There are so many people involved in making something like this happen. Thanks to Mark Olson, Cordelia and William Laverack Family Assistant Professor of Art, Art History & Visual Studies here at Duke University, for his role in getting this project started. And here in the DUL – a huge thanks to Erin Hammeke (Conservation), Mike Adamo and Molly Bragg (Digital Production Center), Noah Huffman and Lauren Reno (Rubenstein Library Technical Services), Will Sexton, Cory Lown, and especially Sean Aery (Digital Projects Department). They are an incredible team that makes beautiful things happen. Obviously.

Post contributed by Rachel Ingold

Getting to Know Us Even Better

Last Fall, this blog featured brief profiles of all your favorite Duke Library Information Technology Services staff, including our digitization specialists.   This week on the blog we thought we would shine the spotlight even closer on our still image digitization expert, Mike and learn more about his unique contribution to Duke University Libraries.

Mike Adamo, Still Image Digitization Specialist

 

Favorite thing about your job:

While there are a number of things I enjoy about my job I would have to say that working on the Digital Collections Implementation Team consistently rises to the top.  We are a small agile group that is tasked with publishing a wide variety of digital content created within the library and without for publication on the Library’s Digital Collections website.  Each member of the team has a different vantage point when working with digital collections but we have the same goal in mind.  We all strive to publish high quality digital collections in an efficient, consistent and innovative way.  Everyone on the team is constantly trying to expand our capabilities whether it be an enhancement to the interface, normalization of metadata, adding new digitization equipment, streamlining the proposal process or the overarching goal to fold all of our workflows and systems together.  It is rewarding to be on such an innovative, hardworking team.

What is the most noteworthy/most exciting/biggest change in your 10 years at Duke:

I would say that the Digital Production Center is always changing.  The DPC has been in 4 different locations. I think we have had over 10 department heads all with different priorities, communication styles and approaches to the work.  Our department has been under Conservation and IT (twice).  We have a steady flow of students to keep us on our toes.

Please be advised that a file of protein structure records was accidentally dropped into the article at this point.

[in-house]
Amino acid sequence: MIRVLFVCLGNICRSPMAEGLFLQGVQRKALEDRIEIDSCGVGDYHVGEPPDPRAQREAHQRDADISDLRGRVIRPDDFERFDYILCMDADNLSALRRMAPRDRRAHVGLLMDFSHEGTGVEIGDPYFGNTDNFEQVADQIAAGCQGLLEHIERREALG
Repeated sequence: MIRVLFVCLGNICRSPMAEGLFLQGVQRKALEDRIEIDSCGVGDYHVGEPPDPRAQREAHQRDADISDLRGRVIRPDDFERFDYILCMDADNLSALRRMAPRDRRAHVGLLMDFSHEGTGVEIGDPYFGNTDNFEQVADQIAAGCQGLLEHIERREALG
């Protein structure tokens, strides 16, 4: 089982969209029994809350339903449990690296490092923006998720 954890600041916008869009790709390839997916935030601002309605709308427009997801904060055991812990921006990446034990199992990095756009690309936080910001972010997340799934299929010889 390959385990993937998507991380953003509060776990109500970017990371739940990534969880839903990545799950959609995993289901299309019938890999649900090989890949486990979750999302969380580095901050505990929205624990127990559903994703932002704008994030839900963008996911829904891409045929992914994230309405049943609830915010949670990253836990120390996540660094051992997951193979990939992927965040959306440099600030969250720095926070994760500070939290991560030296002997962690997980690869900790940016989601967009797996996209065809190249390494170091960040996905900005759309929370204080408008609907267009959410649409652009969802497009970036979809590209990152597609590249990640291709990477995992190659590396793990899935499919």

Favorite collection/project you have worked on:

I’ve had a few favorite collections over the years but the one that rise to the top is the Jane Goodall Archive.  The Goodall Research papers was an interesting project to work on because it is such a large collection and it spanned many years.  The logistics of pulling this off were pretty complex with a lot of moving parts.  The highlight was that I (along with other members of the team) got to meet Jane Goodall.  She has an open, quiet strength and was very friendly.  Who knows if I’ll ever meet another legend in my lifetime?

Most challenging aspect of your work:

Just like many of us in the Library, the demands on my time are spread across many areas.  Our main focus in the DPC is to “create(s) digital captures of unique, valuable, or compelling primary resources for the purpose of preservation, access, and publication.”  This involves analyzing collections for digitization, developing project plans, consulting Conservation, providing supporting documentation for each project, training and monitoring students, color calibrating and profiling the environment, digitization of collections, quality control of collections, moving and posting of thousands upon thousands of images.  To make it more fun, we always have multiple projects going at one time.